If you appreciate the work done within the wiki, please consider supporting The Cutting Room Floor on Patreon. Thanks for all your support!
This article has a talk page!

Yume Koujou: Doki Doki Panic

From The Cutting Room Floor
Jump to navigation Jump to search
This page contains changes which are not marked for translation.
Other languages:
English • ‎français • ‎italiano • ‎polski • ‎한국어

Title Screen

Yume Koujou: Doki Doki Panic

Developer: Nintendo
Publisher: Fuji Television
Platform: Famicom Disk System
Released in JP: July 10, 1987

GraphicsIcon.png This game has unused graphics.
PiracyIcon.png This game has anti-piracy features.

PrereleaseIcon.png This game has a prerelease article

Dream Factory: Heart-Pounding Panic is a side-scrolling platformer developed in collaboration with Japanese TV network Fuji TV in order to help promote their 1987 Yume Koujou (Dream Factory) event. The game revolves around an Arabian family (Mama, Papa, Imajin, and Lina) venturing into the storybook land of Muu in order to rescue the family's two youngest children from the evil Mamu.

It is better known in the west as the game that served as the basis for the international version of Super Mario Bros. 2, with many of its original elements and characters ending up being incorporated into the Mario canon through their inclusion in subsequent games. Doki Doki Panic itself, however, has never been rereleased (likely owing to rights issues, with Fuji TV owning "Yume Koujou" and the characters that were ousted for Super Mario Bros. 2), with very few mentions of it in other Nintendo titles.


Read about prerelease information and/or media for this game.
Prerelease Info

Unused Graphics

Awwwww isn't he cuuute? ...Actually, it kinda looks familiar.

Present in the tileset for the desert stages is a little smiley face, possibly just a placeholder. It's still present in the prototype and final versions of Super Mario Bros. 2, but remains unused. Super Mario All-Stars, BS Super Mario USA, and Super Mario Advance don't have this graphic at all.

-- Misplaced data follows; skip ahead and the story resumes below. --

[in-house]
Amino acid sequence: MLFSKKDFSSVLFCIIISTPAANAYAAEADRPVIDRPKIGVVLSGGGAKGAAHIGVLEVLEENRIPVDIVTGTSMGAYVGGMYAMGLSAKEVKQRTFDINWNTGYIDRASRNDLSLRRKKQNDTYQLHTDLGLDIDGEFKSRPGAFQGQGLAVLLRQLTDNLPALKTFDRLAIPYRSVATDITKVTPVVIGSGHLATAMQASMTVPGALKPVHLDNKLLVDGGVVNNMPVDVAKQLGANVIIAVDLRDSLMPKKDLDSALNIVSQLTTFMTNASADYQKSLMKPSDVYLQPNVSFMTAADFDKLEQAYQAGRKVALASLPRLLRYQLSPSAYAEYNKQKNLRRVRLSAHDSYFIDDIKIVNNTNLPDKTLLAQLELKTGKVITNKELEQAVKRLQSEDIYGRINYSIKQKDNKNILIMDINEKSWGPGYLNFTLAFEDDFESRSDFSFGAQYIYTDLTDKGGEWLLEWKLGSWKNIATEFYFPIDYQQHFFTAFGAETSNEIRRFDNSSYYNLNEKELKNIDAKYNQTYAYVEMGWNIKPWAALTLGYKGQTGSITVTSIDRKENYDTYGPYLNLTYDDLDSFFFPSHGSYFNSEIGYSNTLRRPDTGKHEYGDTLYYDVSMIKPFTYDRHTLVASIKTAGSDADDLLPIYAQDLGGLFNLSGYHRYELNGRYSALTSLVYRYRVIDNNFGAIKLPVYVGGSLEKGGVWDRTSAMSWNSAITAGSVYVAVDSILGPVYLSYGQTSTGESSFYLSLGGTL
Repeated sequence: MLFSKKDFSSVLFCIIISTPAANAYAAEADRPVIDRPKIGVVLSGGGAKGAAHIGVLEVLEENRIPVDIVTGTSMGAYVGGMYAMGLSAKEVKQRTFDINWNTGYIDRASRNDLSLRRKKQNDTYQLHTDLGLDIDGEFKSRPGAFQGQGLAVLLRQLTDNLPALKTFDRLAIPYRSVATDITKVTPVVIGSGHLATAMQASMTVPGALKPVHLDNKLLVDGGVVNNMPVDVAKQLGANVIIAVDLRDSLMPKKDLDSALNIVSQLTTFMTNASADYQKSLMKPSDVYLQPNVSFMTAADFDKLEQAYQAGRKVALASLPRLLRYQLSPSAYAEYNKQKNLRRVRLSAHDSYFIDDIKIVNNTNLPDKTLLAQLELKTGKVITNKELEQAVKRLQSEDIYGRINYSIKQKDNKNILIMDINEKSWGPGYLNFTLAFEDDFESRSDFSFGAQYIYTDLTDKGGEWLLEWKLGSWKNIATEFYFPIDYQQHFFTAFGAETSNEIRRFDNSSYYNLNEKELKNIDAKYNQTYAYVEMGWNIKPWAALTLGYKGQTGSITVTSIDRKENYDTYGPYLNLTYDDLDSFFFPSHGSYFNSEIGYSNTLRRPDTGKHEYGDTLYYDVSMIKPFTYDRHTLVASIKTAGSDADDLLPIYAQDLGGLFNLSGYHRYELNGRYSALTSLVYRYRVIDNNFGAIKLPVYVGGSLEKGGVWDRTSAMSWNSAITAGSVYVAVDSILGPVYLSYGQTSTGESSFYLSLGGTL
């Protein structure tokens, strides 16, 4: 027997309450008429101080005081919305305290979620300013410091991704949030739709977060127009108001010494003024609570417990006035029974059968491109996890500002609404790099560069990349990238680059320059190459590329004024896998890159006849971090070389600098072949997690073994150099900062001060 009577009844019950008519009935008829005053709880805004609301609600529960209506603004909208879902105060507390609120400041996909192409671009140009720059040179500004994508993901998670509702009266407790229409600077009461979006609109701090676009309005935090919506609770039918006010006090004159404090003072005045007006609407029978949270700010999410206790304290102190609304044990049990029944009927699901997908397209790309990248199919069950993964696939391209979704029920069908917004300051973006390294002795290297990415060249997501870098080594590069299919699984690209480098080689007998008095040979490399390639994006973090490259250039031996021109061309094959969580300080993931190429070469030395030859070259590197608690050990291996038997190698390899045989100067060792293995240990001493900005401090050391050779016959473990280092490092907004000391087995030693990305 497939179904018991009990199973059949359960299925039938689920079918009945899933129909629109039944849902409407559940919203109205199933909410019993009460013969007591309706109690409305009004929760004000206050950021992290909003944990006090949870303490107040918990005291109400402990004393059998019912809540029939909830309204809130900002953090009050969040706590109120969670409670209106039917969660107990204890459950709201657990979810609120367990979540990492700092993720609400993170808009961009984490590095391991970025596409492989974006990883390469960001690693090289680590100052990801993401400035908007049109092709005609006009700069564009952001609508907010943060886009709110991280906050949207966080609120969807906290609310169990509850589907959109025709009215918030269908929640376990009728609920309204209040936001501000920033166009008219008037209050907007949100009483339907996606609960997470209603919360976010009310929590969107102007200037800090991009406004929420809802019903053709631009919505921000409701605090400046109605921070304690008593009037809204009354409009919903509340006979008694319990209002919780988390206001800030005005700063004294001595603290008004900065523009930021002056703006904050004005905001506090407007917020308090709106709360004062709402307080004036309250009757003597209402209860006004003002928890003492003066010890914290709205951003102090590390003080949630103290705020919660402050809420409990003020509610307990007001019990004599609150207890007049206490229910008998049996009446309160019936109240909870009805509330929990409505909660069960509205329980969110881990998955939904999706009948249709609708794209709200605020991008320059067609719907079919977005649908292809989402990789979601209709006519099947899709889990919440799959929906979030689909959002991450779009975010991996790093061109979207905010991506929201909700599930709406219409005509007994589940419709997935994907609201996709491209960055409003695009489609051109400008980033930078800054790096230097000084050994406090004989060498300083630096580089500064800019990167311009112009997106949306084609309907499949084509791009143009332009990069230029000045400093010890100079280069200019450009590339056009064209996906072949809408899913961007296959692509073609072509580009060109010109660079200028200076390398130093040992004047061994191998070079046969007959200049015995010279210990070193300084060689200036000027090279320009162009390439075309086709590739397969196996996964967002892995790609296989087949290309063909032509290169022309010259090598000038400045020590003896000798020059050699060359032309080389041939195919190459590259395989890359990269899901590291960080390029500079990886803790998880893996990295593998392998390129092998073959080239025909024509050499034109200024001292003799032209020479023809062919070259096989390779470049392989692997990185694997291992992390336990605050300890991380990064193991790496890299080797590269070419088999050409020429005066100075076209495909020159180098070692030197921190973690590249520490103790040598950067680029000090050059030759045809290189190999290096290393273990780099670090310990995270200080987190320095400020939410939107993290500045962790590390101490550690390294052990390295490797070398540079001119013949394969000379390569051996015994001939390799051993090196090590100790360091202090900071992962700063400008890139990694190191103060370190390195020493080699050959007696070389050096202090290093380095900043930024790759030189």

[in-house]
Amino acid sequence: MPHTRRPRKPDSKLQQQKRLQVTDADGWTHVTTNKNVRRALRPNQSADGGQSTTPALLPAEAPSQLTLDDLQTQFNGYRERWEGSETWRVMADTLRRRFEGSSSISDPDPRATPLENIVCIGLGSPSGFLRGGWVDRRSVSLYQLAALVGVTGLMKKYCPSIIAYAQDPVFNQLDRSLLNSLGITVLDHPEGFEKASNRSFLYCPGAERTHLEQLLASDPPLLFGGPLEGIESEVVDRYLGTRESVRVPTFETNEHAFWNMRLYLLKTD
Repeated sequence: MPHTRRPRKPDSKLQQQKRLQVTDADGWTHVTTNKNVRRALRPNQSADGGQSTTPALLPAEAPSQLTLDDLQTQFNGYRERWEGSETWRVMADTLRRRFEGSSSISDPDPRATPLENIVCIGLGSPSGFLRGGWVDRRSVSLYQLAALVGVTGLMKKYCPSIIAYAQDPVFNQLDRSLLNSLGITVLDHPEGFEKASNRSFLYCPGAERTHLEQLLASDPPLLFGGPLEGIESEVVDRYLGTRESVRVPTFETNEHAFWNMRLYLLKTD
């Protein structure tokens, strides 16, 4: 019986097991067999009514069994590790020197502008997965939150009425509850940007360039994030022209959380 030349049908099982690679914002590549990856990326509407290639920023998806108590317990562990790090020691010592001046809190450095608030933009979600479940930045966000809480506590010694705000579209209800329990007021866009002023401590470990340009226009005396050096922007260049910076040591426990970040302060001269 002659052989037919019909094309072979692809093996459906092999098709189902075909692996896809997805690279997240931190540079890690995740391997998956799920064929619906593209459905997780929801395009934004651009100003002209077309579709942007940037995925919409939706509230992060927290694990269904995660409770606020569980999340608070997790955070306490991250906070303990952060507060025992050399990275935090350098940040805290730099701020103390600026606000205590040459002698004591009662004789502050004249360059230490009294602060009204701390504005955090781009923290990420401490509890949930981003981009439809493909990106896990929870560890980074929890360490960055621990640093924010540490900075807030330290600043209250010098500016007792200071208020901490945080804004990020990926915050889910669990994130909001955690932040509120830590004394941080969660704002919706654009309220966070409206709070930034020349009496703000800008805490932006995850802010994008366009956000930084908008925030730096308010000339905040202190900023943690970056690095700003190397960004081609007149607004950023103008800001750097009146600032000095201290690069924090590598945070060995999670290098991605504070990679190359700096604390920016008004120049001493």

Original/authorized copies of Doki Doki Panic have the file count for Side B in the disk header intentionally set to 13, rather than 14 (the actual number of files on the disk). Unauthorized disk-copying tools originally relied on this value to know how many files to copy to the new disk, and as a result would end up skipping the very last file, appropriately named DUMMY-DT. The game uses a specific BIOS call to search for this file's ID number ($C0, or 192) when loading data from Side B, and if it is not present the screen shown to the left is displayed.

Interestingly, DUMMY-DT is loaded into RAM at $6600, though it contains nothing more than an empty save file and two signature bytes (00 00 00 00 5A A5). The real save file from Side A has already been loaded into RAM and copied to an alternate location by the time this file is loaded, so its actual contents don't matter.

To see this screen, remove DUMMY-DT from Side B or set the PC to $66A2 before entering a level.

(Source: Rusty, http://www.famicomdisksystem.com/disk-copy)